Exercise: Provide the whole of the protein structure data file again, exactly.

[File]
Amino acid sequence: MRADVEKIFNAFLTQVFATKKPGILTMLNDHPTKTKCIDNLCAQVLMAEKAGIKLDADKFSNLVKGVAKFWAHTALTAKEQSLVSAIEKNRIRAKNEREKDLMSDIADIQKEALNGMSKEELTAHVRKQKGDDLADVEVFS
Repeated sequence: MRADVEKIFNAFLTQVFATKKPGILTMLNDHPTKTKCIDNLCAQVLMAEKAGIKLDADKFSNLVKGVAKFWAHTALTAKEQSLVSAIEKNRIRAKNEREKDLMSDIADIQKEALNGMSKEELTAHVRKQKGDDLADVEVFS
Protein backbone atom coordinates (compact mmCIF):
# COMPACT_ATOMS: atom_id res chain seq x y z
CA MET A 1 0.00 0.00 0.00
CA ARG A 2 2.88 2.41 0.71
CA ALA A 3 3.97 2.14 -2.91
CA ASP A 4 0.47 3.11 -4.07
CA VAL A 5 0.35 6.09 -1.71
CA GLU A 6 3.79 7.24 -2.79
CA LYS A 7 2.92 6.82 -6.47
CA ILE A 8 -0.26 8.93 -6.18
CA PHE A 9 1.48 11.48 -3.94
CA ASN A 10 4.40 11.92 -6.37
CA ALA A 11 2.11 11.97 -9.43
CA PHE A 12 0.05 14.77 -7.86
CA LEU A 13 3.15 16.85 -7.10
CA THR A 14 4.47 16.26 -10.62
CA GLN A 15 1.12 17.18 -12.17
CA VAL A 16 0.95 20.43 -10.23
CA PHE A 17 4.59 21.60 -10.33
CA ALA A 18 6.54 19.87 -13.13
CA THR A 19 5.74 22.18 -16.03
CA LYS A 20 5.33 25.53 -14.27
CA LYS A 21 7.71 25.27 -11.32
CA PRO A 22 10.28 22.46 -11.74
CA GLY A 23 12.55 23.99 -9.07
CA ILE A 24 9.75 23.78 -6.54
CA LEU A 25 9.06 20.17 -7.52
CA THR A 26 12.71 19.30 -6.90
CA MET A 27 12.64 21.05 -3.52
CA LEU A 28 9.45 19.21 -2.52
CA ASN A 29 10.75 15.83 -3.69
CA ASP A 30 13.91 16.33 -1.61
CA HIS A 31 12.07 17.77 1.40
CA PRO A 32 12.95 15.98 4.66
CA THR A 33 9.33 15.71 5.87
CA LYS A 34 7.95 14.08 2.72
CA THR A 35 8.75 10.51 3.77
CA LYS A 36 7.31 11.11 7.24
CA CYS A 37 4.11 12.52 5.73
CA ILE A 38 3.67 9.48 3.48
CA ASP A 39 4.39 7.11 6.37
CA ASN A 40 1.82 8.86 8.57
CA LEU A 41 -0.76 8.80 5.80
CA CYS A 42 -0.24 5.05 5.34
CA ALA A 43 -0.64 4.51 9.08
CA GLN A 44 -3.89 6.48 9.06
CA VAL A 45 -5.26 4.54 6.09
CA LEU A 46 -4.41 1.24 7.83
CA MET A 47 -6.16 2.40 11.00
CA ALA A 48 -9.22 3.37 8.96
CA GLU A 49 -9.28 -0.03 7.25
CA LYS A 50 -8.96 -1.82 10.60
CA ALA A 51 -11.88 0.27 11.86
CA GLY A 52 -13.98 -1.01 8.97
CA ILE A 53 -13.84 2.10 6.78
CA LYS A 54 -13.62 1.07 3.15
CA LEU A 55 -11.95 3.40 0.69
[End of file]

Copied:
Amino acid sequence: MRADVEKIFNAFLTQVFATKKPGILTMLNDHPTKTKCIDNLCAQVLMAEKAGIKLDADKFSNLVKGVAKFWAHTALTAKEQSLVSAIEKNRIRAKNEREKDLMSDIADIQKEALNGMSKEELTAHVRKQKGDDLADVEVFS
Repeated sequence: MRADVEKIFNAFLTQVFATKKPGILTMLNDHPTKTKCIDNLCAQVLMAEKAGIKLDADKFSNLVKGVAKFWAHTALTAKEQSLVSAIEKNRIRAKNEREKDLMSDIADIQKEALNGMSKEELTAHVRKQKGDDLADVEVFS
Protein backbone atom coordinates (compact mmCIF):
# COMPACT_ATOMS: atom_id res chain seq x y z
CA MET A 1 0.00 0.00 0.00
CA ARG A 2 2.88 2.41 0.71
CA ALA A 3 3.97 2.14 -2.91
CA ASP A 4 0.47 3.11 -4.07
CA VAL A 5 0.35 6.09 -1.71
CA GLU A 6 3.79 7.24 -2.79
CA LYS A 7 2.92 6.82 -6.47
CA ILE A 8 -0.26 8.93 -6.18
CA PHE A 9 1.48 11.48 -3.94
CA ASN A 10 4.40 11.92 -6.37
CA ALA A 11 2.11 11.97 -9.43
CA PHE A 12 0.05 14.77 -7.86
CA LEU A 13 3.15 16.85 -7.10
CA THR A 14 4.47 16.26 -10.62
CA GLN A 15 1.12 17.18 -12.17
CA VAL A 16 0.95 20.43 -10.23
CA PHE A 17 4.59 21.60 -10.33
CA ALA A 18 6.54 19.87 -13.13
CA THR A 19 5.74 22.18 -16.03
CA LYS A 20 5.33 25.53 -14.27
CA LYS A 21 7.71 25.27 -11.32
CA PRO A 22 10.28 22.46 -11.74
CA GLY A 23 12.55 23.99 -9.07
CA ILE A 24 9.75 23.78 -6.54
CA LEU A 25 9.06 20.17 -7.52
CA THR A 26 12.71 19.30 -6.90
CA MET A 27 12.64 21.05 -3.52
CA LEU A 28 9.45 19.21 -2.52
CA ASN A 29 10.75 15.83 -3.69
CA ASP A 30 13.91 16.33 -1.61
CA HIS A 31 12.07 17.77 1.40
CA PRO A 32 12.95 15.98 4.66
CA THR A 33 9.33 15.71 5.87
CA LYS A 34 7.95 14.08 2.72
CA THR A 35 8.75 10.51 3.77
CA LYS A 36 7.31 11.11 7.24
CA CYS A 37 4.11 12.52 5.73
CA ILE A 38 3.67 9.48 3.48
CA ASP A 39 4.39 7.11 6.37
CA ASN A 40 1.82 8.86 8.57
CA LEU A 41 -0.76 8.80 5.80
CA CYS A 42 -0.24 5.05 5.34
CA ALA A 43 -0.64 4.51 9.08
CA GLN A 44 -3.89 6.48 9.06
CA VAL A 45 -5.26 4.54 6.09
CA LEU A 46 -4.41 1.24 7.83
CA MET A 47 -6.16 2.40 11.00
CA ALA A 48 -9.22 3.37 8.96
CA GLU A 49 -9.28 -0.03 7.25
CA LYS A 50 -8.96 -1.82 10.60
CA ALA A 51 -11.88 0.27 11.86
CA GLY A 52 -13.98 -1.01 8.97
CA ILE A 53 -13.84 2.10 6.78
CA LYS A 54 -13.62 1.07 3.15
CA LEU A 55 -11.95 3.40 0.69